Throughout the years there have been tons of one-hit wonders. Some one-hit wonders are more memorable than others. Songs like “I’m Too Sexy” and “Baby Got Back” are still popular songs to this day. Other one-hit wonders are forgotten as soon as their hype is over. Here are a few one-hit wonders that have been forgotten over time.
1. “You Gotta Be” by Des’ree
“You Gotta Be” is a 1994 R&B song written and performed by British singer Des’ree. It is one of those songs that you haven’t heard in years but once it comes on you remember all the lyrics. The song was everywhere in the mid-1990s. It became a top 40 hit around the world and reached #5 on the United States Billboard charts in 1995
Des’ree released a remix of “You Gotta Be” in 1999 and which was used in a Ford Focus advertising campaign. The song became a smash hit once again. It peaked at #10 in the U.S and was even the #1 hit in Spain for 2 weeks. After the hype died off, Des’ree failed to reach the same level of success that “You Gotta Be” gave her.
2. “I’m Gonna Be (500 Miles)” by The Proclaimers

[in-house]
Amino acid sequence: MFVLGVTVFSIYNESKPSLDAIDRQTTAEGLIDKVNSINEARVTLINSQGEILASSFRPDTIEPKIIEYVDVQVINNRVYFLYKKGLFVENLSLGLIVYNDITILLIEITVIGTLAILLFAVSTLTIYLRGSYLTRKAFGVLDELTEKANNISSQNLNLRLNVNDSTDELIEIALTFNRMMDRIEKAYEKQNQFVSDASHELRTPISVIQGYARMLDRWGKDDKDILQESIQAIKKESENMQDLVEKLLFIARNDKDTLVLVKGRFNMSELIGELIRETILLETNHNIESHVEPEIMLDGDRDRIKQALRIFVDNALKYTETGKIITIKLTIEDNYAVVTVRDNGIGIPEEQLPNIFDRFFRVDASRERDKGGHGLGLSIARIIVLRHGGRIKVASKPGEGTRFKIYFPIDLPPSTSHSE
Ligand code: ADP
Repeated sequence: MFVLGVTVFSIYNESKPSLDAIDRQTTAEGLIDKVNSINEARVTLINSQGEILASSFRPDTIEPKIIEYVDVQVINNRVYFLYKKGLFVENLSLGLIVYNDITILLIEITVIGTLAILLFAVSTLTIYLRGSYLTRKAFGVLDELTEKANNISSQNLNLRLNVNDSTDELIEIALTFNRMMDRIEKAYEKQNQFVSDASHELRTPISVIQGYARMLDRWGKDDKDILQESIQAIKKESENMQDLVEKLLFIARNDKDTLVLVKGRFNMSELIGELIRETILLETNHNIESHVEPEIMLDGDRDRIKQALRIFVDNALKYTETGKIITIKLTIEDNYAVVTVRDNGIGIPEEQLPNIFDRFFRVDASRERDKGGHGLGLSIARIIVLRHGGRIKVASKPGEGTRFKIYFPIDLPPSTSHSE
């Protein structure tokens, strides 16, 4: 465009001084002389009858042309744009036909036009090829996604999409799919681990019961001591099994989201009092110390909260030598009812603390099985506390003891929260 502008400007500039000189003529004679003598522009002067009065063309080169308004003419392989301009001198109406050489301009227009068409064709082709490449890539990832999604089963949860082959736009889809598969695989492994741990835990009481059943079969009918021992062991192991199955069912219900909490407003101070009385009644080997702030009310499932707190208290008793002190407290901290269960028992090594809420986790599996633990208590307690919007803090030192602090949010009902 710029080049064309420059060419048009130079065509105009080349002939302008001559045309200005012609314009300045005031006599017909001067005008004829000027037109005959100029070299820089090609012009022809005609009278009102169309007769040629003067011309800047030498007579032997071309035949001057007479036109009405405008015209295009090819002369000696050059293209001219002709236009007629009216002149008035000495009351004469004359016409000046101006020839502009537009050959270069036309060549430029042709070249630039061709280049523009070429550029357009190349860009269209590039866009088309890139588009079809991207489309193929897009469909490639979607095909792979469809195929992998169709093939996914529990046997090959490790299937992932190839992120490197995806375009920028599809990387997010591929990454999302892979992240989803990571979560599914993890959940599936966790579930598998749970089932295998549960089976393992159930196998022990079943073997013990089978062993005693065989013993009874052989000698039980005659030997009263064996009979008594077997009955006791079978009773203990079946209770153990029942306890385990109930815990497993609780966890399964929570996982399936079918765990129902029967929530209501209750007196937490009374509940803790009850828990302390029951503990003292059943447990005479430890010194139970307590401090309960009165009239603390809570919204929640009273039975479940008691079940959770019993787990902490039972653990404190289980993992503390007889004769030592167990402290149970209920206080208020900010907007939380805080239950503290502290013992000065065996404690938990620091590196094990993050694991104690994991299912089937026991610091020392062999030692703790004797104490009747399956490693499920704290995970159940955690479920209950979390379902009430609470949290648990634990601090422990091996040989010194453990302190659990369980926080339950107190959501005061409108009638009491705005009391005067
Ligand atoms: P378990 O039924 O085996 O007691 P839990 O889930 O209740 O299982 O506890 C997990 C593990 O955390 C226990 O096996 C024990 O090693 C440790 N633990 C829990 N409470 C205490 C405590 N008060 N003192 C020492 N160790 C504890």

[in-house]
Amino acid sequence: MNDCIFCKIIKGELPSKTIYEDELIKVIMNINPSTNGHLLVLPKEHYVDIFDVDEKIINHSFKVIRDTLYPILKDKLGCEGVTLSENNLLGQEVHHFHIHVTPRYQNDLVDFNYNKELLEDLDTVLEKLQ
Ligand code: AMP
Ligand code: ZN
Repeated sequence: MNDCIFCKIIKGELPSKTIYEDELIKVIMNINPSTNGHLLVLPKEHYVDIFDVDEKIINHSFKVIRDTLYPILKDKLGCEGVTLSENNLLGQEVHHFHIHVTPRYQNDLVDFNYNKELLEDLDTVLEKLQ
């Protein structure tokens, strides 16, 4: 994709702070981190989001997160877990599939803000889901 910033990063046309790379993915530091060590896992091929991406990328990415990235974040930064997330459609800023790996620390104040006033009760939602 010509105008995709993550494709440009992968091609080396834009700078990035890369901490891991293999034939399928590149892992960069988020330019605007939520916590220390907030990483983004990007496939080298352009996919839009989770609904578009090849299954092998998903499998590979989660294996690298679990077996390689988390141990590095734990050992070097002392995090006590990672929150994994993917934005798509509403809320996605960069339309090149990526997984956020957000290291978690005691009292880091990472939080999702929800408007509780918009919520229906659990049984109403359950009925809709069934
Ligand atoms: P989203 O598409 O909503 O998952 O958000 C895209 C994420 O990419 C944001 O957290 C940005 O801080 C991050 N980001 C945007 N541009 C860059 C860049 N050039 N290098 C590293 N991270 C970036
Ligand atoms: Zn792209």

“I’m Gonna Be” is better known as “500 Miles” and was released by the Scottish duo The Proclaimers. The Proclaimers are made up of twin brothers Charlie and Craig Reid. The song has an interesting history that many people are not aware of.
“I’m Gonna Be” was released in 1988 and was the lead single on the album Sunshine on Leith. It reached #1 in Iceland that same year and reached #1 in Australia and New Zealand in 1990. The song was not released in the United States until it was featured in the 1993 movie Benny & Joon. “I’m Gonna Be” became an instant hit reaching the top 10 on the U.S. and Canadian Billboard charts.
The song is still in many U.S commercials and movies today. Unfortunately, The Proclaimers could not produce another big hit like “I’m Gonna Be”. That does not stop the band from making songs and touring the world. The band still tours and plays their hit song to their loyal fans.
3. “Cars” by Gary Numan